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Title News - March/April 2005

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March/April 2005 - Volume 84 Number 2

Technology Will Not Make Abstracters Obsolete

by William Welge

The role of the abstracting professional will never be eliminated, according to this case study, but how he or she does the job may indeed change. Are you prepared?

They are the foot soldiers of the title insurance industry. For years title abstracters and examiners have spent hours each week driving to courthouses and county recorders’ offices, combing through dusty archives to do the research needed to issue title insurance. For years they have worked by fax and telephone, typewriter and good old-fashioned shoe leather, accessing the relevant data where it was physically stored and bringing it back to the office where a data-entry person would then retype the information into a report format. Until now.

One of the last sectors of the real estate settlement services industry to embrace recent technological advances, the title examination business is now embroiled in a debate that, for some, pits quality of product versus speed and turnaround time. While the consumer, title insurer, and mortgage lender clamor for a faster title search, some abstracters counter that increased speed amounts to a reduction in quality. These abstracters openly admit that they fear replacement by unqualified operators performing a title search simply by running a program from a desktop or by cheaper, offshore labor able to tap into the “thin title plant” databases that some believe will eventually replace the county records traditional abstracters use now.

“In my position, I get feedback from abstracters nationwide on this issue, and the majority of it is negative,” notes Robert Franco, owner of the abstracter-frequented Web site Source of Title. “I often hear from local abstracters in areas where thin title plants are more prevalent that the volume of work is shrinking and the orders they still get are becoming more involved as the clients request searches that go further back than the thin title plant’s records,” said Franco.

Other abstracters, however, are embracing the use of electronic abstracting technology. They see it as a tool to improve performance and profit, rather than as a weapon to be used against them by the competition or as a competitor in and of itself. These professionals could provide a look at the future of an evolving profession. Rather than fighting technological advances, these abstracters suggest that abstracting technology makes their lives easier.

Making Work Easier
Naz Bernardo, president and chief executive officer of Resource Confidential, Inc. in Syracuse, N.Y., has been using abstracting technology for years. Mr. Bernardo is in the vanguard of traditional title abstracters who are now embracing the latest technology. He believes that electronic abstracting software will help his business rather than derail it. “With the new technologies, there is really no difference in the search process. Experienced abstracters are still necessary to complete searches, whether they’re done online or at the county courthouse. Now, however, abstracters need to be computer knowledgeable.”

Mr. Bernardo, who implemented his electronic abstracting platform in the early days of the technology, had clear expectations about the system he purchased for his business and has not been disappointed. “I expected the technology to do four things, Bernardo said. “First, it would enable our Quality Control Department to confirm the results of a manual search immediately. Second, it would enhance our training program, bringing a shorter comprehension time for our new staff abstracters. Third, we would be able to instantly obtain documents needed by clients to verify legal descriptions, loan amounts, and the like. And finally, it would improve our productivity and time of service by providing our abstracters with immediate access to the exact same data they would review while doing an on-site search.”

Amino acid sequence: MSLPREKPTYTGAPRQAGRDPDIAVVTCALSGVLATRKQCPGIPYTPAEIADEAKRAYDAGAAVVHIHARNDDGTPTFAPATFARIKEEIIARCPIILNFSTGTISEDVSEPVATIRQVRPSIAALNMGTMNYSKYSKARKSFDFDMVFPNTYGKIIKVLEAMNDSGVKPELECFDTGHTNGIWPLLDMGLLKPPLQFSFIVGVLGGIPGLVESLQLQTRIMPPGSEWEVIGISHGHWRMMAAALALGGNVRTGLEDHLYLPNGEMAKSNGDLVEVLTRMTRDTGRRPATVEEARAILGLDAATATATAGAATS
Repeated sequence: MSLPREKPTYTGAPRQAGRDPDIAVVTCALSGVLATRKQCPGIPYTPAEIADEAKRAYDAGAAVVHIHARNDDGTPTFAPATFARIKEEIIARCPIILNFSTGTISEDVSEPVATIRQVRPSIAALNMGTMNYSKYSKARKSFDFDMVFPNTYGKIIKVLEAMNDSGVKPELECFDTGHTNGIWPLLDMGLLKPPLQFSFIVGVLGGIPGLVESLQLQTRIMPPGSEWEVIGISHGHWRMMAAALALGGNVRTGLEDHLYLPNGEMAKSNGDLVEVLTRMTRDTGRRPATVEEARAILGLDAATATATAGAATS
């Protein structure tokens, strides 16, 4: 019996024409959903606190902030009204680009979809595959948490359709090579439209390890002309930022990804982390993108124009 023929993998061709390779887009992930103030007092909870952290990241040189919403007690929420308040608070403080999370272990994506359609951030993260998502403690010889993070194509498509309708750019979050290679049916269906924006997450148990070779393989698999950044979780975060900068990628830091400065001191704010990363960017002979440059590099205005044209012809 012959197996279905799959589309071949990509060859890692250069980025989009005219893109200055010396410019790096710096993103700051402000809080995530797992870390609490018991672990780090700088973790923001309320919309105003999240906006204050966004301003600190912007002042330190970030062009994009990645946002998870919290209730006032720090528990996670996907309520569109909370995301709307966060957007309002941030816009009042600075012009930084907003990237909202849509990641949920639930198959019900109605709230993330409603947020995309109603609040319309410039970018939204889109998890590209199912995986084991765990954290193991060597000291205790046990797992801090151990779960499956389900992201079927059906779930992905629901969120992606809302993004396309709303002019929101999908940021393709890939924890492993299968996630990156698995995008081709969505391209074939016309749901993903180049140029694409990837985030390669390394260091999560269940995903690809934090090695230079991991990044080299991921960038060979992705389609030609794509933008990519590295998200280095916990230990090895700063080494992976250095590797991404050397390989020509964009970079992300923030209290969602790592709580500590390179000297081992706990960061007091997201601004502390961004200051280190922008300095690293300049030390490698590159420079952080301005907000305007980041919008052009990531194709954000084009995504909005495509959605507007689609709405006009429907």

Like many abstracters using electronic abstracting platforms, Bernardo is pleased with the faster turnaround time. Rather than being bogged down with the travel time and administrative expenses associated with a courthouse search and report generation, his abstracters are able to access the records from the office. “Our business has increased over 15 percent,” he said. “What was once a 24- to 48-hour process now takes four to six hours.”

Mr. Bernardo adds that the kinds of products he is fulfilling are changing. “The searches being ordered tend to be deed only, mortgage, specific mortgage, deed and mortgage, or current owner searches.” He also has found an additional benefit with regard to administrative costs. Not only has the amount of travel time required of his staff been drastically reduced, but his reports no longer need to be retyped by an in-house data-entry person. The result has been an increased ability to take on volume.

Other abstracters embracing the latest title technology have been pleased to discover that several common delays involved in the traditional courthouse abstracting process are reduced or eliminated by using abstracting platforms. Some of the delays eliminated include lost or missing hard copy records or microfilm reels, inoperable or otherwise occupied microfilm readers or occupied copying machines and an inability to access data after normal government office hours (Monday through Friday, 9 a.m. to 5 p.m.). Similarly, the potential for human error (data inaccuracies because of errors in the data tabulation or inadvertent rekeying of information and inadvertent data omissions by record examiners as collected data is mishandled or misplaced) can be reduced using electronic abstracting technology.

On the other hand, the increased use of technology does not necessarily create a whole new list of administrative tasks to be performed by the business using it. “There have not been any major changes in routine with the exception of making sure we have a dependable Internet service provider and that we perform quality control functions online,” Bernardo reports.

Cheaper Labor?
But if the examination process is made faster and easier with this technology, should abstracters fear replacement by a cheaper workforce, stationed at desks and able to churn out title reports at half the cost of a traditional abstracter?

Like many using electronic abstracting platforms, Mr. Bernardo believes that the role of the abstracting professional will never be eliminated, although how he or she does the job may indeed change. “I believe there will not be any impact on the way they perform their jobs,” he says. “The basic steps still must be followed, and attention to detail must be foremost at all times. However, the type of work being performed will evolve. Instead of the full title search or some other variation of title search being requested, the customers will look for more ownership (deed only), mortgage, or current owner search products.”